In Fig. 2 vertical coiled springs c' are used, but shorter than the distance between the blocks, bosses or projections, k, on which enter the coil and steady it. The coils of these springs may be uniform, or of tapering or cone-shaped spiral. (See Figs. S and 9.)
No metal clamps are needed to hold the rods or bars A to the plates D D, and the weight and inconvenience of such clamps are therefore dispensed with 5 and no separate parts are required for the purpose of providing the bosses k for the central springs, (when these are used,) for the manifest reason that in my construction the plates or blocks directly hold to place the bars, and the bars directly hold to place the blocks, while the bosses project from or forni part of these blocks.
Rubber tubular springs Zsurrounding the spiral central springs may be used, as desired. rIhey serve to contribute to the resiliency when a car is loaded, and assist in sustaining in position and protecting the spirals. These rubber tubes are shown in Fi g. 4.
rlhe bars may be made, as shown in Fig. 7, with a crossing' bend, as seen at m; and any of the bars may be made from cold-rolled or drawn steel made by the Bessemer process. Although the ends of the bars are some of them shown as having a short bend to enter holes in the plates D, yet this is not absolutely necessary, and such bends and holes may be dispensed with, if preferred, for the reason that the recesses c c, in conjunction with the diverging arms of the bar, serve to hold the bar in place when it is compressed, as it must be to be inserted, the ends of the bars always adjusting themselves and ndin g their proper positions in andrelatively to the plates. The bent tips and holes, however, afford an additional security of hold.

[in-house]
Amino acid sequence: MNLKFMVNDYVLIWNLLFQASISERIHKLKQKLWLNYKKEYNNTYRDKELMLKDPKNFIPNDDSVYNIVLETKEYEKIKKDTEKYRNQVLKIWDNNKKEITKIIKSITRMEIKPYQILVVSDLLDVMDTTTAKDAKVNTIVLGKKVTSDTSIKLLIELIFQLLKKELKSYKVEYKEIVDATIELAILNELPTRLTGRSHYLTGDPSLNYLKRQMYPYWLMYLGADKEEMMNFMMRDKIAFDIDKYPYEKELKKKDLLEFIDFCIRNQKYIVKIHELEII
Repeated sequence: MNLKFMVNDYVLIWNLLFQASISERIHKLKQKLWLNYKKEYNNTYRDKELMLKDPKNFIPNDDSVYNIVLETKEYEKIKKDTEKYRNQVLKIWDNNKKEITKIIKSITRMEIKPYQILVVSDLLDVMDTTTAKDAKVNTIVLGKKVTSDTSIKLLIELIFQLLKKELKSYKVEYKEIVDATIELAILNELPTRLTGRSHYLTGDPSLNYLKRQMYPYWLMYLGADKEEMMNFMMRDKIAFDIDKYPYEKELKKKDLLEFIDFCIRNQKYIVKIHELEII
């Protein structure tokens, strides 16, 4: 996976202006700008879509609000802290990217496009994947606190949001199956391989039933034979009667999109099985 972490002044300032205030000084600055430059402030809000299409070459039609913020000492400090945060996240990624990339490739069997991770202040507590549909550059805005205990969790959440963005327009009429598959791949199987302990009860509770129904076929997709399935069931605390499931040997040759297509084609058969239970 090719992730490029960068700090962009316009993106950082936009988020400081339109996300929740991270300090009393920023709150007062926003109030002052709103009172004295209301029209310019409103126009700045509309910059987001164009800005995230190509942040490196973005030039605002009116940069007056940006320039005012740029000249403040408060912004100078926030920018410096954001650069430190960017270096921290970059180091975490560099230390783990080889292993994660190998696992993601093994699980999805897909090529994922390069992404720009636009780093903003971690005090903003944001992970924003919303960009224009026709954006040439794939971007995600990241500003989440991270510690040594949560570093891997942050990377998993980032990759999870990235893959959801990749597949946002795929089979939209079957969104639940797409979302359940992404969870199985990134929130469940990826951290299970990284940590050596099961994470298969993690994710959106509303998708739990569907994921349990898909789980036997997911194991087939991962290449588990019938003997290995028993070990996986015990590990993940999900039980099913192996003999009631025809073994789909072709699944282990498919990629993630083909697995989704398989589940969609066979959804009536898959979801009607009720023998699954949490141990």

By my construction I avoid all friction incident to the rubbing of one leaf against another, as in ordinary elliptic springs, and also that loss of resilience incident to most springs, due totheir being capable of receiving avery considerable blow or pressure before they will yield at all; and also that other peculiar disadvantage attending leaf elliptic springs namely, that the greater the weight imposed Aupon them the greater is the friction of the leaves upon each other. It is also well known that when the leaf-springs are compressed by a considerable load several hundred pounds of the load may be removed before they will commence to act, the friction acting as a preventive, and needing first to be overcome. This, also, I avoid completely.
For railways, I can save, in each spring made according to my present invention, more than half the usual weight, thus lessening the weight of a car by many hundreds of pounds, and proportionately lessening the expense of transportation, and the power required to run a train, and the consequent wear and tear.
I claiml. A spring for cars and other vehicles, coniposed of a series of doubled or retroverted rods or bars, A, the ends of which are lodged in grooves or recesses c c in the plates D D, the latter being held by a bolt or bolts, c c, as set forth.
2. In combination with the retroverted rods or bars A, recessed plates D D, and bolt or bolts e, the central auxiliary springs, substantially as shown and described.
GEORGE F. GOD LEY.
EDWIN F. GLENN, THEoDoRn J oRDnN.